In this, the third and final part of our mini-series on Daini-produced Seiko 5 Sports watches, we turn our attention to the marginally younger of our two examples, a Seiko 7019-6030 from May 1970.
Aside from the more sober monochrome colour scheme of this watch compared to the citrus 5126 described in the previous post, these two watches are remarkably similar in outward appearance. Both feature day/date calendars, internal rotating dive bezels operated by the recessed crown at 4(ish), and both feature push-to-quickset calendar adjustment (although with key differences). The older watch, however, is fitted with the 5126A, notable for its integrated autowinding system, and the newer with the freshly introduced (at the time), 7019A.
To my mind, the 5126A is the more sophisticated of the two, certainly more complex, but the 7019A has it beaten in at least one respect in that its quickset capabilities extend to both day and date whereas the 5126 can only quickset the date. This example of the 7019-6030 looks honest and very sound. Its external wear and obvious signs of degradation in the lume on the dial and hands a testament to a watch that has been worn and used to the point, presumably, that its owner felt its time was up. It is additionally worth noting that the day disk is stuck half way between one day position and the next – perhaps the reason the watch had been set to one side.
Let’s see to what extent the generally positive impression is born out in the internal condition of the movement. We start by removing the crown and stem, an operation accomplished by depressing the setting lever tab that presents itself only once the crown has been pulled out to its time-setting position.
The dilapidated state of the lume is revealed in its full glory with the movement freed from the case, particularly that on the hands. Indeed, the hands themselves look to be in really poor condition, the plating pitted and corroded.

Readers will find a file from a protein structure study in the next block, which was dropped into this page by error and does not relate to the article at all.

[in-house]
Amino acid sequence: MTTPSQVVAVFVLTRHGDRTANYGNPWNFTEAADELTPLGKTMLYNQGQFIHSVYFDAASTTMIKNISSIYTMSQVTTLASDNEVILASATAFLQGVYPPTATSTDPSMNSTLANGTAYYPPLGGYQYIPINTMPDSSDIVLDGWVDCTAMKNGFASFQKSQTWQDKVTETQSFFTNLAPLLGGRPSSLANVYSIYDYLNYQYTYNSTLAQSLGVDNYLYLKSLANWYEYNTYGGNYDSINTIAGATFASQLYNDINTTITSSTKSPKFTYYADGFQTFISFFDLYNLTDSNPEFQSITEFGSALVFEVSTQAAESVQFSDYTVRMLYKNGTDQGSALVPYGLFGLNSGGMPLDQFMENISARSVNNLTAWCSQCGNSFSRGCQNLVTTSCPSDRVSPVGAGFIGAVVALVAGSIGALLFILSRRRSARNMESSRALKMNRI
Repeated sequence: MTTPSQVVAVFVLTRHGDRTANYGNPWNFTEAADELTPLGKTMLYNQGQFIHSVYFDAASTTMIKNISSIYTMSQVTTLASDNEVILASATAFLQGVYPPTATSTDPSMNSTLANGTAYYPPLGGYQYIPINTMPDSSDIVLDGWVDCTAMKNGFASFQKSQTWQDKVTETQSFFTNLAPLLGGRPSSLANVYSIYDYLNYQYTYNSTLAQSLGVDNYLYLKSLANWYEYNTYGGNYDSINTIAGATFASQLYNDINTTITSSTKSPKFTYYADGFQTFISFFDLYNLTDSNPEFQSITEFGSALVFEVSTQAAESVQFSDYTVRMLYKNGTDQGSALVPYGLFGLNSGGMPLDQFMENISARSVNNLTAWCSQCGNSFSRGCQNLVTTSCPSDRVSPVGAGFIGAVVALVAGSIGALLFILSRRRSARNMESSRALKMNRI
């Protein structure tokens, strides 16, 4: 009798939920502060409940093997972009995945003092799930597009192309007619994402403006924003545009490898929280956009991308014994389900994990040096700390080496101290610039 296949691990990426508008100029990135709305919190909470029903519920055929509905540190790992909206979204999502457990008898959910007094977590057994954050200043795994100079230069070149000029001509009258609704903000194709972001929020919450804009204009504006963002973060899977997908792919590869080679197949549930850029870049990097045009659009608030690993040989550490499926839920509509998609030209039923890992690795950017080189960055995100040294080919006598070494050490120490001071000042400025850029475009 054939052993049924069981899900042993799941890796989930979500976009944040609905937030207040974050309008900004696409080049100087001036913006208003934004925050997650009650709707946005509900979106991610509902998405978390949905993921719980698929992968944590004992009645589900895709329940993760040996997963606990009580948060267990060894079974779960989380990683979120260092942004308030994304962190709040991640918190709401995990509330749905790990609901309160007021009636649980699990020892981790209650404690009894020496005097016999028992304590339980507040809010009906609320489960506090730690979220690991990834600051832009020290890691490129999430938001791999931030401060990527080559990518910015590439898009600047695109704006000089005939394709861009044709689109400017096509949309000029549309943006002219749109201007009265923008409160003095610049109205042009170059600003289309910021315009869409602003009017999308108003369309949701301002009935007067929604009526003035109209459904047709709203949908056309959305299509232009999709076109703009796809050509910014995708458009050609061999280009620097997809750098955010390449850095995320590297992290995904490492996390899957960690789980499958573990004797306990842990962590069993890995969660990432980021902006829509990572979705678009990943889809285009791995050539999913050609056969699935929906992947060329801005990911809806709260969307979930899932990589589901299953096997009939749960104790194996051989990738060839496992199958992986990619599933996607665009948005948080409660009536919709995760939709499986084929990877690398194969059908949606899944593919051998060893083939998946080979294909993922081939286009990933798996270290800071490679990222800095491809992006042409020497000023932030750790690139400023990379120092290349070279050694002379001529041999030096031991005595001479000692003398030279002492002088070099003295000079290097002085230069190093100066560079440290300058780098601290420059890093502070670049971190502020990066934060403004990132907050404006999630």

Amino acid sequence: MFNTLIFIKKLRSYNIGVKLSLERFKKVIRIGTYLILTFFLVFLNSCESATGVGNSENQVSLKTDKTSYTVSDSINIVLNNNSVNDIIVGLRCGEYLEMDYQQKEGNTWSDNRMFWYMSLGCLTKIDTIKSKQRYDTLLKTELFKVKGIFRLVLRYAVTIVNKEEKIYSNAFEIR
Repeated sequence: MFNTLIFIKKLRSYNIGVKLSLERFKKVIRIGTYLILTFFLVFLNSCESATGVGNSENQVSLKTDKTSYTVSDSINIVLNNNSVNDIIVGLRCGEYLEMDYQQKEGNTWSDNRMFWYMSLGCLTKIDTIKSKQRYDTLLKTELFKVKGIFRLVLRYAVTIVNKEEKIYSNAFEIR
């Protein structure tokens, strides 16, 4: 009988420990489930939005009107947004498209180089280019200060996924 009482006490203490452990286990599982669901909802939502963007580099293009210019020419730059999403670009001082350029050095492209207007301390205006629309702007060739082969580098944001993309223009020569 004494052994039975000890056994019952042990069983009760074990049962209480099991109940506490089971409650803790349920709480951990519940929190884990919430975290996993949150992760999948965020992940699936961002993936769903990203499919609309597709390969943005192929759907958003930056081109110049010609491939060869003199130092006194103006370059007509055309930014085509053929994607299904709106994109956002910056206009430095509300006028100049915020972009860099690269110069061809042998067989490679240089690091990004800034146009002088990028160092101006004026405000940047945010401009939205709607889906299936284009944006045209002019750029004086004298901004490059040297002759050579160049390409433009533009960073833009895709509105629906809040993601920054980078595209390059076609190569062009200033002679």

At this point in proceedings, I started to give some serious thought to undertaking a wholesale relume of both the dial and hands. The lume really is past the point where warm patina ventures into a grotty blot-on-the-landscape and so, with that decision made, I decided to take advantage of the secure location of the dial and perform the operation with the dial in situ. The old lume was hardened and gouging it out likely to lead to implement slippage and so I softened each lumed marker with a dot of lighter fluid before starting to remove the lume.
I worked my way steadily around the dial clockwise from the 6 marker and repeated the journey to clean away any remnants. I then made up a batch of white Bergeon lume mixed with matt lacquer and applied to each marker in turn using an oiler, teasing the liquid into the corners to make eleven nice squared off pillows of white luminous material. The finished result looks at least as well-executed as the factory application, marred only by the slightly tarnished state of the plating on top of the inner walls of the underlying markers. Satisfied that we had the basis of a smart looking watch, I moved on to begin the process of dismantling the movement. Removing the dial and hands reveals the first signs of previous watchmaker bodgery.
Firstly, the day disk snap is missing which accounts for the inoperable day function, the disk itself having become decoupled from the day jumper beneath with nothing to hold it in place. Secondly, the day star has been glued to the day disk using epoxy adhesive.